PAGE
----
The Tunnel Under the World (1954) by Frederik Pohl - Reading this is what prompted thinking about portrayals of business in SF/F (and then I promptly forgot about it, so thanks to Paul McAuley (!) for reminding me). This is a bonkers little tale that just goes from Point A to Point B to Point C to... and winds up somewhere around Point V. I can't tell if it is genuinely madcap and surprising or just some sort of post-Golden Age stream of consciousness experiment. Fun though.

Steampunk Salmagundi (2013) by John Reppion - A short collection, containing all of Reppion's fiction and non-fiction from Steampunk magazine (circa 2007). Salmagundi is brief but dense - Reppion packs in a lot of heft and detail into his stories and articles alike. "Uhrwerk" is a faux fictional recounting of an early (and explosive) steam-powered metal band. "Doppler and the Madness Engine" is a meatier tale: the classic omniscient Victorian detective and urchin-y sidekick combination, complete with spiritualism, mysterious technology and a bit of gender-bending.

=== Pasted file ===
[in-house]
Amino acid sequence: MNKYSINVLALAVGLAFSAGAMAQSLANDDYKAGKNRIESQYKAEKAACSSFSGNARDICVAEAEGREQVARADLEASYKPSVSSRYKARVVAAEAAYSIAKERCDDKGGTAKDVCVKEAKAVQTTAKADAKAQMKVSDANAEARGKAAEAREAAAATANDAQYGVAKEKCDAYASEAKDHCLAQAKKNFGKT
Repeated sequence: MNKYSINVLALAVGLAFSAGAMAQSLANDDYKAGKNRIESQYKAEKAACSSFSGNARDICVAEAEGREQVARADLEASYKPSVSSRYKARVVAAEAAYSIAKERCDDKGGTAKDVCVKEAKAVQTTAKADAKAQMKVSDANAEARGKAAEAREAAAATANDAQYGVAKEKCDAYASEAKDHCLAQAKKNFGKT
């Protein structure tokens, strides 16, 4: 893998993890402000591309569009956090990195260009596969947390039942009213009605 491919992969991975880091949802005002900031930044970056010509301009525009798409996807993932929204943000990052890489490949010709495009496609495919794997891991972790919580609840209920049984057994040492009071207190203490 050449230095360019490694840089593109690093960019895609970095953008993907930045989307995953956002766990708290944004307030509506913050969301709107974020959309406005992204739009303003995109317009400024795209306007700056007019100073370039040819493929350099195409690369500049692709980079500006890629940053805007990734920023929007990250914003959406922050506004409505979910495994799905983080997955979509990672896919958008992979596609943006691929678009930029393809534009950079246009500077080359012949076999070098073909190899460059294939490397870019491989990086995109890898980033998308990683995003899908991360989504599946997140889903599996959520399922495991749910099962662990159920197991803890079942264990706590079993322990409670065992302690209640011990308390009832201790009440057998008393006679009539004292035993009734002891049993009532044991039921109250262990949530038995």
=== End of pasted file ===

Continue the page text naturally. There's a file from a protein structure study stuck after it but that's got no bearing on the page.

The two stories hint towards the two sides of steampunk. "Uhrwerk" is the quirky alt-history with 'steam' as the quasi mystical go-juice that makes anything possible. "Doppler" is more thematically incisive, with a disruptive look at Victorian society, including the class and gender structures. It is still couched as period-dressed entertainment, but engages more in  conversation with the era. The non-fiction articles were fascinating as well - great thought-starters and adventure hooks. This is another book (like the PKD) that I'll keep handy as a starting place, and dish out a lot as a reference.